Gruver was just 12 years old in 1972. In compiling his material, he wasn’t satisfied with taking notes from the archives – he set out to interview a diverse cast of characters including many of the players named above and also Harmon Killebrew, Tony Oliva, Mickey Mantle, Whitey Ford, Mike Schmidt (a rookie in ’72 with the Phillies), Don Zimmer (the Padres’ manager in ‘72), broadcasters and others. Reflecting on 1972, these people recall it as a pivotal year. Nixon was running against McGovern for president and the Vietnam War was still ablaze though supposedly moving toward an end. George Wallace had been shot campaigning for president. Free agency and the coming of the designated hitter would irrevocably
Gruver’s snappy telling proceeds chronologically through the season but he takes several side trips along the way, considering play and events throughout MLB that year, including the trading of Willie Mays to the Mets, the notoriety of Richie Allen, Steve Carlton’s fifteen straight wins, and the play of Luis Tiant, Bobby Murcer, and Mickey Lolich. From beginning to end, Gruver captures the essence of the times with the panache and avidity of a true baseball student and lover. By 1972, hairs versus squares represented a cultural paradigm perhaps already starting to lose its tartness and tension. The “counterculture” had been diluted and spread thin enough to enter the mainstream. The antithesis may provide a spirited framework for the narrative -- but ultimately, Hairs Vs. Squares is about the heart of the game at one of its more adrenalized moments.
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The Oakland A’s defeated Walter Alston’s L.A. Dodgers in the 1974 World Series in five games. It had been eight years since the Dodgers appeared in the Series, a downturn that Michael Fallon says reflects some of the malaise in their city. In Dodgerland: Decadent Los Angeles and the 1977-78 Dodgers, he dodges back and forth between the coalescing of Tom Lasorda’s team and Tom Bradley’s city. The California Dream clashed with the air pollution, racial tension, street gangs, drought, and economic shakiness that characterized the times. The “Dodger Way” was a world unto itself – but as Dodgerland progresses, the team and the tone of the city begin to merge dramatically while Lasorda plays the role of outsized catalyst. Fallon persuasively suggests that the tarnished dreams of Angelenos were both revived and sadly validated by the Dodgers.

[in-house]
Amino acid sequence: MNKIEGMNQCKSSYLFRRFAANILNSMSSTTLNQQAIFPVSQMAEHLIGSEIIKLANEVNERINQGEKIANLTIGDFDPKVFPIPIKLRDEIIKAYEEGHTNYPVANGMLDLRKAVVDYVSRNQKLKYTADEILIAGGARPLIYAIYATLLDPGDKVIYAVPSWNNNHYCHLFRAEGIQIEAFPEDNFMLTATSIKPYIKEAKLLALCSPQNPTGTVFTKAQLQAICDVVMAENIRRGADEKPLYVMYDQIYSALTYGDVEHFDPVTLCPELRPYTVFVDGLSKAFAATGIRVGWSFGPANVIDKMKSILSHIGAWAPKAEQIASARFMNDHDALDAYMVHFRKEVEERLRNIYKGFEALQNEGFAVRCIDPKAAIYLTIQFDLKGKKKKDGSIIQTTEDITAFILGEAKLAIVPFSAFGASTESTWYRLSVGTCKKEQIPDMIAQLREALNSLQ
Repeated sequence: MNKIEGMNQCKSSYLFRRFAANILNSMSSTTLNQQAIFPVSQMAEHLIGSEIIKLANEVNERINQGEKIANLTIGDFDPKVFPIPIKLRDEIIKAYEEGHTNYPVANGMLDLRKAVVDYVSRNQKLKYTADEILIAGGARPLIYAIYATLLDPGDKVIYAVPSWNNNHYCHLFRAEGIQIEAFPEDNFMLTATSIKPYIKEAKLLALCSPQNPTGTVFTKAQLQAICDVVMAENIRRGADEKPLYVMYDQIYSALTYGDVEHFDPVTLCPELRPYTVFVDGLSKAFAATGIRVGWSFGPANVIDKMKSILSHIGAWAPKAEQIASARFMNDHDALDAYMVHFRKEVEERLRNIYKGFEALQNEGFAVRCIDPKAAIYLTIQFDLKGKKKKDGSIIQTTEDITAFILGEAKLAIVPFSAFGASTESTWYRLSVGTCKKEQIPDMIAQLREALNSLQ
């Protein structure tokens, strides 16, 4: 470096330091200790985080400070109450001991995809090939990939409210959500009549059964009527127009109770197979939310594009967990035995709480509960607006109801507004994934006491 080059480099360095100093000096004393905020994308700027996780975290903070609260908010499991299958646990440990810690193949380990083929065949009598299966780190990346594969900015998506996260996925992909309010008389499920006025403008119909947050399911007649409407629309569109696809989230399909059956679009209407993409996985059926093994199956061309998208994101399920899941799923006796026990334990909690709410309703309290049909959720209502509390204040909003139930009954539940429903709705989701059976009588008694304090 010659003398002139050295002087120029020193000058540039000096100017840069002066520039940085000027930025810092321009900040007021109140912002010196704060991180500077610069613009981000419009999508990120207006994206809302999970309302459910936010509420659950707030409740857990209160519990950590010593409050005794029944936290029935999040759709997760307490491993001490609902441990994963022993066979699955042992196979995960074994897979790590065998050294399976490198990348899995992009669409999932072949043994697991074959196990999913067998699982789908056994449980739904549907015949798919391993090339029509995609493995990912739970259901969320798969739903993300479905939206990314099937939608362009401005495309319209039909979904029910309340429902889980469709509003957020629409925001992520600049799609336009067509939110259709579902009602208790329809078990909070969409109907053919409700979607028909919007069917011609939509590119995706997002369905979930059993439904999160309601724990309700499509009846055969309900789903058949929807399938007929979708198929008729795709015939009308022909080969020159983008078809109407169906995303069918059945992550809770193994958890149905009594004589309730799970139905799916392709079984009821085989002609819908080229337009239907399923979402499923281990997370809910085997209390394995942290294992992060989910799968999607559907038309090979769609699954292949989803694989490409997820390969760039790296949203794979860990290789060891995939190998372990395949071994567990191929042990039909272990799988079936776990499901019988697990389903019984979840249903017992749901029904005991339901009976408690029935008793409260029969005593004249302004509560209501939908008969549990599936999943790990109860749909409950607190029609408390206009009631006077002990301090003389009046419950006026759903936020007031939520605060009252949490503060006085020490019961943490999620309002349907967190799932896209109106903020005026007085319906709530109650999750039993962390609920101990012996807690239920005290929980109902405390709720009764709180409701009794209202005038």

Lasorda’s rise to manager in 1977 brought a sudden shift in the team’s esprit de corps. The first 250 pages of Dodgerland track the progress of his team that year, beginning with its 17-3 start. An August slump brought them back to earth, and Reggie Jackson and the Yankees taught them humility in the World Series. Fallon’s ambition to tell a complex baseball story aligns nicely with Lasorda’s drive to win it all in 1978. He had inherited the team managership from the venerable Walter Alston – Lasorda had been his ever-yakking third base coach. The new manager turned the club upside down spirit-wise, setting up his large office beside the locker room and fitting it with tables to serve after-game buffets to his guys. He even managed to get everyone to bear with if not like Steve Garvey, his non-alcoholic first baseman. He initiated the trade for Rick Monday, sending Bill Buckner to the Cubs.